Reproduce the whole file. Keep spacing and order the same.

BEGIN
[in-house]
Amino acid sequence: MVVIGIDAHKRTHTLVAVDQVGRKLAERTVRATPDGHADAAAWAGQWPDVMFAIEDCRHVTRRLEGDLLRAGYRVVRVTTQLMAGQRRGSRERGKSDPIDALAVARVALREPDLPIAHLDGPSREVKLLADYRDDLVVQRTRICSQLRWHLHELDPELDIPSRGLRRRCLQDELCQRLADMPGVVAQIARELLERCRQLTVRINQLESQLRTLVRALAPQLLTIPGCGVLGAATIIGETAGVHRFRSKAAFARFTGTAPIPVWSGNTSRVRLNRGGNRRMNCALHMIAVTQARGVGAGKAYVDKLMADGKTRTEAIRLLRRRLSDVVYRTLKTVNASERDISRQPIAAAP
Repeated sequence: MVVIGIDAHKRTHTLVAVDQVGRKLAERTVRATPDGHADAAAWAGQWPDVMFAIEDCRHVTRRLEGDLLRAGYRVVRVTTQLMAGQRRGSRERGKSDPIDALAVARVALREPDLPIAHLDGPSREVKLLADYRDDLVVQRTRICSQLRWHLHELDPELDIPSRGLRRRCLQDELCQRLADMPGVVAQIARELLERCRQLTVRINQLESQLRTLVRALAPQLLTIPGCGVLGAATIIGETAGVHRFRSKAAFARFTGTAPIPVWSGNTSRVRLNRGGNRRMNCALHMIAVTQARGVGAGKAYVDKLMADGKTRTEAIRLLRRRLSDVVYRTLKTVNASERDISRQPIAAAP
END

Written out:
[in-house]
Amino acid sequence: MVVIGIDAHKRTHTLVAVDQVGRKLAERTVRATPDGHADAAAWAGQWPDVMFAIEDCRHVTRRLEGDLLRAGYRVVRVTTQLMAGQRRGSRERGKSDPIDALAVARVALREPDLPIAHLDGPSREVKLLADYRDDLVVQRTRICSQLRWHLHELDPELDIPSRGLRRRCLQDELCQRLADMPGVVAQIARELLERCRQLTVRINQLESQLRTLVRALAPQLLTIPGCGVLGAATIIGETAGVHRFRSKAAFARFTGTAPIPVWSGNTSRVRLNRGGNRRMNCALHMIAVTQARGVGAGKAYVDKLMADGKTRTEAIRLLRRRLSDVVYRTLKTVNASERDISRQPIAAAP
Repeated sequence: MVVIGIDAHKRTHTLVAVDQVGRKLAERTVRATPDGHADAAAWAGQWPDVMFAIEDCRHVTRRLEGDLLRAGYRVVRVTTQLMAGQRRGSRERGKSDPIDALAVARVALREPDLPIAHLDGPSREVKLLADYRDDLVVQRTRICSQLRWHLHELDPELDIPSRGLRRRCLQDELCQRLADMPGVVAQIARELLERCRQLTVRINQLESQLRTLVRALAPQLLTIPGCGVLGAATIIGETAGVHRFRSKAAFARFTGTAPIPVWSGNTSRVRLNRGGNRRMNCALHMIAVTQARGVGAGKAYVDKLMADGKTRTEAIRLLRRRLSDVVYRTLKTVNASERDISRQPIAAAP